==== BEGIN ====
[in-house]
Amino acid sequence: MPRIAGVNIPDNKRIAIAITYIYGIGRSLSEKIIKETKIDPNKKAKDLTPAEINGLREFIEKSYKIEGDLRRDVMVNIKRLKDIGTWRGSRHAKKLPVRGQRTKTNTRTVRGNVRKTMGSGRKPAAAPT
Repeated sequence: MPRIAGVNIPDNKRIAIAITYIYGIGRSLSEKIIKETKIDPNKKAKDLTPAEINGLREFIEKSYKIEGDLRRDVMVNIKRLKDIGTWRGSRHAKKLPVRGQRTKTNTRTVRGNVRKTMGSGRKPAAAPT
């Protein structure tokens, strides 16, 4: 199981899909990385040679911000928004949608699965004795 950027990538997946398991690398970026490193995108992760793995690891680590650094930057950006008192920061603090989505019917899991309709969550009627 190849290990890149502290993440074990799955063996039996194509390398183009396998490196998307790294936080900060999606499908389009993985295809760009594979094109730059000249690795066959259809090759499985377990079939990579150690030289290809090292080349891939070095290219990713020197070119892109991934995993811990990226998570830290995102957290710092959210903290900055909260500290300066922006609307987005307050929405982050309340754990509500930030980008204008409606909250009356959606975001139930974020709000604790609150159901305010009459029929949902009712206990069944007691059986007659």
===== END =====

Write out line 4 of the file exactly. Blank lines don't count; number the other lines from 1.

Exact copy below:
């Protein structure tokens, strides 16, 4: 199981899909990385040679911000928004949608699965004795 950027990538997946398991690398970026490193995108992760793995690891680590650094930057950006008192920061603090989505019917899991309709969550009627 190849290990890149502290993440074990799955063996039996194509390398183009396998490196998307790294936080900060999606499908389009993985295809760009594979094109730059000249690795066959259809090759499985377990079939990579150690030289290809090292080349891939070095290219990713020197070119892109991934995993811990990226998570830290995102957290710092959210903290900055909260500290300066922006609307987005307050929405982050309340754990509500930030980008204008409606909250009356959606975001139930974020709000604790609150159901305010009459029929949902009712206990069944007691059986007659």